CQ WEEKLY – IN FOCUS
Jan. 21, 2012 – 1:12 p.m.
Damming Up Overruns at the Pentagon
By Frank Oliveri, CQ Staff
Six months after winning a coveted $35 billion aerial tanker contract, Boeing Co. announced last year that the first planes would cost $1 billion more than promised during the contract’s competition. For many lawmakers and experts, that news vindicated the Obama administration’s policy of favoring fixed-price contracts as a way to rein in out-of-control weapons costs.
These fixed-price contracts are increasingly viewed on the Hill as a way of ending the Pentagon’s history of cost overruns. Even the most steadfast Pentagon supporters find it more and more difficult to defend military spending as weapon after weapon, from the tanker to the F-35 Joint Strike Fighter, exceeds Pentagon and contractor cost projections by tens of billions of dollars.
“I have been hearing from people in Phoenix and Tucson that food banks are very much strained this year,” says
But like many politically appealing “fixes,” set-price contracts are unlikely to cure what ails the Pentagon’s acquisition process. Indeed, the Defense Business Board, a federal advisory commission, warned in January last year against overreacting.
“History clearly shows that extreme policy mandates for one type of contract vs. another are not effective cost control management tools,” wrote Mark H. Ronald, the board’s vice chairman.
In March 2009, President Obama issued a policy memorandum that called for increased use of fixed-price contracts across government after the administration determined that cost-reimbursement contracts — where the taxpayer incurs all the risk associated with cost overruns — had almost doubled over an eight-year period.
Obama said such contracts create “a risk that taxpayer funds will be spent on contracts that are wasteful, inefficient, subject to misuse” or not serving the needs of taxpayers.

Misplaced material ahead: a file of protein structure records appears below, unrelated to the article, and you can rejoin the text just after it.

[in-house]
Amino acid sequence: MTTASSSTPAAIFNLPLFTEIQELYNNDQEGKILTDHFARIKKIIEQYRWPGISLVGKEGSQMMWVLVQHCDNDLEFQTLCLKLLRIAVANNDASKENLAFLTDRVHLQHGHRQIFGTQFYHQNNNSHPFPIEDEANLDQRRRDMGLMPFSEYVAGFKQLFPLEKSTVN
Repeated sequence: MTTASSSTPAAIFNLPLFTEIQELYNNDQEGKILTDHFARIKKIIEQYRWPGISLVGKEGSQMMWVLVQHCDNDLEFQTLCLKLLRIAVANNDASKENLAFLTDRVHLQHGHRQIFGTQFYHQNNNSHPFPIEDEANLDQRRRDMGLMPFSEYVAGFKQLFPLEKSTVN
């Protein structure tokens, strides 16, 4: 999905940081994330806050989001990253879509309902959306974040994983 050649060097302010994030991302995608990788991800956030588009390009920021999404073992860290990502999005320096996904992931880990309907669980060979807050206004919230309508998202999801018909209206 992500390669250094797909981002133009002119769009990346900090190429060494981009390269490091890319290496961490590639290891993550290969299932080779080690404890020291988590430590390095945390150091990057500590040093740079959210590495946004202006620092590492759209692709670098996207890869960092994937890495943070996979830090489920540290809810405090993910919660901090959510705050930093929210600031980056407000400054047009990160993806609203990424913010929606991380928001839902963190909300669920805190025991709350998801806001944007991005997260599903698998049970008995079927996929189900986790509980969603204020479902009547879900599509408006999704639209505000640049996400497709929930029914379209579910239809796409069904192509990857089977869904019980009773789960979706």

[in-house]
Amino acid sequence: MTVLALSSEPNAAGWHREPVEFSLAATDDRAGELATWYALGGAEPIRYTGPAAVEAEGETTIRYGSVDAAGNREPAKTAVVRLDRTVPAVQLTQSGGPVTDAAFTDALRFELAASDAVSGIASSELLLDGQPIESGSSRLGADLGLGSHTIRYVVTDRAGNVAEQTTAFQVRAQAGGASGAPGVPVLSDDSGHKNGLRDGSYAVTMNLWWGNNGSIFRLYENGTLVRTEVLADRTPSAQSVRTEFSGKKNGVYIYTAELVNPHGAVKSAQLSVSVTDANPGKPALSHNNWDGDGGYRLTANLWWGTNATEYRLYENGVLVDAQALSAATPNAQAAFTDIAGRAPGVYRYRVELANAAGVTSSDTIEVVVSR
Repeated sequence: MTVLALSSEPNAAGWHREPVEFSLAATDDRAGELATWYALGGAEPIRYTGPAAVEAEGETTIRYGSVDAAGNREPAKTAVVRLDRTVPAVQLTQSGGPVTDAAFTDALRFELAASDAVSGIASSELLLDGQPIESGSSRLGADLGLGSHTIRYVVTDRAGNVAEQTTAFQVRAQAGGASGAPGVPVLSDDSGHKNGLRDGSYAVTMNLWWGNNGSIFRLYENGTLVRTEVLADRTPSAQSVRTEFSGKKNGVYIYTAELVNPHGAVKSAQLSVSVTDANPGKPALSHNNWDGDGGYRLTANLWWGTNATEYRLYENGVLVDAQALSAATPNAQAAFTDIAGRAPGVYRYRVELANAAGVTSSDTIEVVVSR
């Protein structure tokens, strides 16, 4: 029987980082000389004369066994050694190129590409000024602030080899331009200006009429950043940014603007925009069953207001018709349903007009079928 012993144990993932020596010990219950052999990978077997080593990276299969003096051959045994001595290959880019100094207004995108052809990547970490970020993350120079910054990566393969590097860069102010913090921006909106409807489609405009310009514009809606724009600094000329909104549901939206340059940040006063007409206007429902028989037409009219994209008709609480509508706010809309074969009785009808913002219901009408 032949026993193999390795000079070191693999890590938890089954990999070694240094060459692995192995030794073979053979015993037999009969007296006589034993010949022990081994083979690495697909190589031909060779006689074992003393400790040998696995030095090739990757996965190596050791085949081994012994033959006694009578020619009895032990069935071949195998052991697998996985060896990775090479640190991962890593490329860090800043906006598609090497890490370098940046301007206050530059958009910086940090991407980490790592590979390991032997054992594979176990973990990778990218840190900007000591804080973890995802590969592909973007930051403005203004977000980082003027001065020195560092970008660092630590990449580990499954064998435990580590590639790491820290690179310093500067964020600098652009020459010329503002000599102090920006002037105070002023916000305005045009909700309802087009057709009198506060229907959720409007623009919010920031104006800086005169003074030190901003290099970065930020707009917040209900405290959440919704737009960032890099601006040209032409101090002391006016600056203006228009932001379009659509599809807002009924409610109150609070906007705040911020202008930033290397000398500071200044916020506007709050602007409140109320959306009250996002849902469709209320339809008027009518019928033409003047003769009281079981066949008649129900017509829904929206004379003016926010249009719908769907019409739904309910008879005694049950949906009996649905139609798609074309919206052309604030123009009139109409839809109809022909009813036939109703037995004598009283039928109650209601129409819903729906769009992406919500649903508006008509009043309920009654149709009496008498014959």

One of the Pentagon’s first fixed-price contracts for a major acquisition was awarded to Boeing, for the KC-46 tanker aircraft in February 2011. Boeing’s target cost was $3.9 billion with a ceiling of $4.9 billion, which included the delivery of 18 aircraft by 2017. Under the contract, anything above the target cost but beneath the ceiling would be shared, with the government paying 60 percent of the overage. Beyond the cap, Boeing bears all costs.
Within months, Boeing informed the Pentagon that costs would jump $1 billion. “That was pure coincidence,” McCain says sarcastically.
He charges that there is a culture of corruption within the acquisition process. But he adds that he also understands that developing entirely new weapon systems comes with costly risks. McCain argues that fixed-price contracts should be employed largely when a system moves into production. It is in that phase when the weapon’s design should be stabilized and relatively mature.
But few see fixed-price contracting as a panacea. Ajay Patel, president of defense consulting firm Monitor National Security, agrees that fixed-price contracting is the trend, but its use has a checkered past.
He notes, for example, that Boeing and the Pentagon entered into a fixed-price incentive contract in the late 1980s to develop the Navy’s A-12 stealth fighter-bomber, only to see the program fail and plunge into litigation. The Supreme Court took on the dispute last May, setting aside a Court of Appeals ruling against Boeing and returning the case to the lower court.
Damming Up Overruns at the Pentagon
“These sorts of initiatives have a tendency to become default positions,” Patel says of the push for more set-price contracts.
Proper oversight by the Pentagon and Congress, he says, could avert many acquisition problems while effectively using a wide array of contract types. Instead, he says, the system is designed to reward the lowest bid, rather than the most realistic bid. Fixed-price contracts don’t change that. “There is a sort of conspiracy of hope in the Pentagon’s acquisition system,” Patel says.
Further, shifting the cost burden to the contractor alone doesn’t curb the Pentagon’s tendency to add new capabilities to weapons, nor does it prevent contractors from setting costs higher at the outset to offset risk.
‘Fragile’ and Flawed
Russell Rumbaugh, co-director of the foreign affairs and defense budgeting program at the nonpartisan Stimson Center, says that while fixed-price contracting has political appeal, in practice it’s “fragile.” He says in a program such as the deeply flawed F-35, where McCain and others unsuccessfully pushed for a firm fixed-price contract for the next lot of production aircraft, many development problems persist.
“You can’t let defense contractors go bankrupt,” he says. “If the JSF goes fixed-price and goes bad, Lockheed Martin goes bankrupt.”
The best solution, Patel argues, is for the Pentagon to use the tools it has more wisely.
“Industry will do what government wants it to do,” Patel said.
FOR FURTHER READING: Pentagon budgets, 2011 CQ Weekly, p. 1974; budget choices, p. 1618; F-35, p. 1429.